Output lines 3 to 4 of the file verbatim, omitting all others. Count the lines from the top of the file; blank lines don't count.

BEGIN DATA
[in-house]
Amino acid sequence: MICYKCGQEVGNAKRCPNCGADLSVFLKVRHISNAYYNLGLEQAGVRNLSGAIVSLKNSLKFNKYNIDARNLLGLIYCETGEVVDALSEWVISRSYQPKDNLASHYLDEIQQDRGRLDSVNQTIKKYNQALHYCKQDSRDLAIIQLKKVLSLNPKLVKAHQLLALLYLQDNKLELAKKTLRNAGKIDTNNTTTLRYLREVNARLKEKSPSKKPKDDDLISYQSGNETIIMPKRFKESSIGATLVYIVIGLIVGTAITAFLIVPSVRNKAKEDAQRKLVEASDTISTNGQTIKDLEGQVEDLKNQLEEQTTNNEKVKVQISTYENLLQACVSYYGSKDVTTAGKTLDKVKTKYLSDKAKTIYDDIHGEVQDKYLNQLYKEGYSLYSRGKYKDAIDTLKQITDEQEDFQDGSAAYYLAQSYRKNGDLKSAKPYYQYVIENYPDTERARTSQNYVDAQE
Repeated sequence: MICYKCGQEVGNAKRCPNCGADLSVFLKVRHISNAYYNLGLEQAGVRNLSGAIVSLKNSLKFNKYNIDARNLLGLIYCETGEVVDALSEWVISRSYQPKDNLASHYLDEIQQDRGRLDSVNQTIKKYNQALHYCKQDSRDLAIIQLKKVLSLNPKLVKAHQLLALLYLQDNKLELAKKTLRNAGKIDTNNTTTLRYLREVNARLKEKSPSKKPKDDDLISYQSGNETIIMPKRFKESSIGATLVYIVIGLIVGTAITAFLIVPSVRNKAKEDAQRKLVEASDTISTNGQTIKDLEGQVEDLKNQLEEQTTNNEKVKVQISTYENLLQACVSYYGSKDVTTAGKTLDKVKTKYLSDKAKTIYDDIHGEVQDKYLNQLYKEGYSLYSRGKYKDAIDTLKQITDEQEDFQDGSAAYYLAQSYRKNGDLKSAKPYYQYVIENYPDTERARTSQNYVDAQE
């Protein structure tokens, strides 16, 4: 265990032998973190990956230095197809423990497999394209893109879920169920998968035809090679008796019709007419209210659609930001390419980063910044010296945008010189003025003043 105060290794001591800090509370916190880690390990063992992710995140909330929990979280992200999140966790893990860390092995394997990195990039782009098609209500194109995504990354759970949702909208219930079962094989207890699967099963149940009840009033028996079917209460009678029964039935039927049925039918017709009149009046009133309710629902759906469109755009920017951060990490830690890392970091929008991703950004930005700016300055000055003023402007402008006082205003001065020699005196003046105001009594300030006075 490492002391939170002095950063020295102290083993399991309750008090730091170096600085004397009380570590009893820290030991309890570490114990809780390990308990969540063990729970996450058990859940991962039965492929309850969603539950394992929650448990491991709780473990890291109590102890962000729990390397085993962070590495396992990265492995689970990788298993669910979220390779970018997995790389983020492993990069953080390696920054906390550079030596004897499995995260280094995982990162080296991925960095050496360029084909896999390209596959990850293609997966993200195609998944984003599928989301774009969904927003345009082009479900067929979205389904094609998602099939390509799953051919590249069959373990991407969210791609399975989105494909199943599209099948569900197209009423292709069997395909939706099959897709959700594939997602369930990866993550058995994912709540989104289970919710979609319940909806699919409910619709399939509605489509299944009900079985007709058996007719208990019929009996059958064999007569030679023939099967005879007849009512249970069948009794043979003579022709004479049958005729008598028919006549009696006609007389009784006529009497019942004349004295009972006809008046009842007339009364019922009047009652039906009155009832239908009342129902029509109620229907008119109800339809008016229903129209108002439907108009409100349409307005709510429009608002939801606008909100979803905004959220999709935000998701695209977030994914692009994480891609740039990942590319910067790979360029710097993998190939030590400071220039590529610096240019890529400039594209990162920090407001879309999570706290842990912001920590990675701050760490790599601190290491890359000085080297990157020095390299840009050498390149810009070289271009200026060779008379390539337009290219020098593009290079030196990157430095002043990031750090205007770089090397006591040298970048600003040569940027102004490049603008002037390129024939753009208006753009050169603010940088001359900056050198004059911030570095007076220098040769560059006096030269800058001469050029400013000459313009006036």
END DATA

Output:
Repeated sequence: MICYKCGQEVGNAKRCPNCGADLSVFLKVRHISNAYYNLGLEQAGVRNLSGAIVSLKNSLKFNKYNIDARNLLGLIYCETGEVVDALSEWVISRSYQPKDNLASHYLDEIQQDRGRLDSVNQTIKKYNQALHYCKQDSRDLAIIQLKKVLSLNPKLVKAHQLLALLYLQDNKLELAKKTLRNAGKIDTNNTTTLRYLREVNARLKEKSPSKKPKDDDLISYQSGNETIIMPKRFKESSIGATLVYIVIGLIVGTAITAFLIVPSVRNKAKEDAQRKLVEASDTISTNGQTIKDLEGQVEDLKNQLEEQTTNNEKVKVQISTYENLLQACVSYYGSKDVTTAGKTLDKVKTKYLSDKAKTIYDDIHGEVQDKYLNQLYKEGYSLYSRGKYKDAIDTLKQITDEQEDFQDGSAAYYLAQSYRKNGDLKSAKPYYQYVIENYPDTERARTSQNYVDAQE
């Protein structure tokens, strides 16, 4: 265990032998973190990956230095197809423990497999394209893109879920169920998968035809090679008796019709007419209210659609930001390419980063910044010296945008010189003025003043 105060290794001591800090509370916190880690390990063992992710995140909330929990979280992200999140966790893990860390092995394997990195990039782009098609209500194109995504990354759970949702909208219930079962094989207890699967099963149940009840009033028996079917209460009678029964039935039927049925039918017709009149009046009133309710629902759906469109755009920017951060990490830690890392970091929008991703950004930005700016300055000055003023402007402008006082205003001065020699005196003046105001009594300030006075 490492002391939170002095950063020295102290083993399991309750008090730091170096600085004397009380570590009893820290030991309890570490114990809780390990308990969540063990729970996450058990859940991962039965492929309850969603539950394992929650448990491991709780473990890291109590102890962000729990390397085993962070590495396992990265492995689970990788298993669910979220390779970018997995790389983020492993990069953080390696920054906390550079030596004897499995995260280094995982990162080296991925960095050496360029084909896999390209596959990850293609997966993200195609998944984003599928989301774009969904927003345009082009479900067929979205389904094609998602099939390509799953051919590249069959373990991407969210791609399975989105494909199943599209099948569900197209009423292709069997395909939706099959897709959700594939997602369930990866993550058995994912709540989104289970919710979609319940909806699919409910619709399939509605489509299944009900079985007709058996007719208990019929009996059958064999007569030679023939099967005879007849009512249970069948009794043979003579022709004479049958005729008598028919006549009696006609007389009784006529009497019942004349004295009972006809008046009842007339009364019922009047009652039906009155009832239908009342129902029509109620229907008119109800339809008016229903129209108002439907108009409100349409307005709510429009608002939801606008909100979803905004959220999709935000998701695209977030994914692009994480891609740039990942590319910067790979360029710097993998190939030590400071220039590529610096240019890529400039594209990162920090407001879309999570706290842990912001920590990675701050760490790599601190290491890359000085080297990157020095390299840009050498390149810009070289271009200026060779008379390539337009290219020098593009290079030196990157430095002043990031750090205007770089090397006591040298970048600003040569940027102004490049603008002037390129024939753009208006753009050169603010940088001359900056050198004059911030570095007076220098040769560059006096030269800058001469050029400013000459313009006036």